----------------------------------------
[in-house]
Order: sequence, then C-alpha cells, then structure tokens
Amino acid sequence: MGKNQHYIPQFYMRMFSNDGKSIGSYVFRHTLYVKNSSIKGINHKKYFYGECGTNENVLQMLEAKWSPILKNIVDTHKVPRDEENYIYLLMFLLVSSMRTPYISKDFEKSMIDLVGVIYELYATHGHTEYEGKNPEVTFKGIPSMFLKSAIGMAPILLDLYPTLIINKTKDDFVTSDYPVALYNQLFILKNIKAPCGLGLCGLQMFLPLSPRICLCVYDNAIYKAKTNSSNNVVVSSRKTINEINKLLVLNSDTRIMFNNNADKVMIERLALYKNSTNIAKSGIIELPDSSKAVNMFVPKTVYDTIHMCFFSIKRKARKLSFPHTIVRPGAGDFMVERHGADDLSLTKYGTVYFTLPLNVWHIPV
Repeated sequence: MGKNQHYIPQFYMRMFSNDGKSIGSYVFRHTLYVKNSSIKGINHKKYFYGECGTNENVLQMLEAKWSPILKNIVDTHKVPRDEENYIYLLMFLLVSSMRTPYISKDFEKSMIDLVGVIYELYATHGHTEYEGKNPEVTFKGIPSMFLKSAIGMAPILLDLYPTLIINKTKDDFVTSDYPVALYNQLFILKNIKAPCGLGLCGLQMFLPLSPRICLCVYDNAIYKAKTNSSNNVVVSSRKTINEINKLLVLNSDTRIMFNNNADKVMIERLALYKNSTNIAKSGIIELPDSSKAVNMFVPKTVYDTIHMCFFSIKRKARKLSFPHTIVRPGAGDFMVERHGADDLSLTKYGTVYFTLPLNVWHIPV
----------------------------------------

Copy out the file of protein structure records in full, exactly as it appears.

[in-house]
Order: sequence, then C-alpha cells, then structure tokens
Amino acid sequence: MGKNQHYIPQFYMRMFSNDGKSIGSYVFRHTLYVKNSSIKGINHKKYFYGECGTNENVLQMLEAKWSPILKNIVDTHKVPRDEENYIYLLMFLLVSSMRTPYISKDFEKSMIDLVGVIYELYATHGHTEYEGKNPEVTFKGIPSMFLKSAIGMAPILLDLYPTLIINKTKDDFVTSDYPVALYNQLFILKNIKAPCGLGLCGLQMFLPLSPRICLCVYDNAIYKAKTNSSNNVVVSSRKTINEINKLLVLNSDTRIMFNNNADKVMIERLALYKNSTNIAKSGIIELPDSSKAVNMFVPKTVYDTIHMCFFSIKRKARKLSFPHTIVRPGAGDFMVERHGADDLSLTKYGTVYFTLPLNVWHIPV
Repeated sequence: MGKNQHYIPQFYMRMFSNDGKSIGSYVFRHTLYVKNSSIKGINHKKYFYGECGTNENVLQMLEAKWSPILKNIVDTHKVPRDEENYIYLLMFLLVSSMRTPYISKDFEKSMIDLVGVIYELYATHGHTEYEGKNPEVTFKGIPSMFLKSAIGMAPILLDLYPTLIINKTKDDFVTSDYPVALYNQLFILKNIKAPCGLGLCGLQMFLPLSPRICLCVYDNAIYKAKTNSSNNVVVSSRKTINEINKLLVLNSDTRIMFNNNADKVMIERLALYKNSTNIAKSGIIELPDSSKAVNMFVPKTVYDTIHMCFFSIKRKARKLSFPHTIVRPGAGDFMVERHGADDLSLTKYGTVYFTLPLNVWHIPV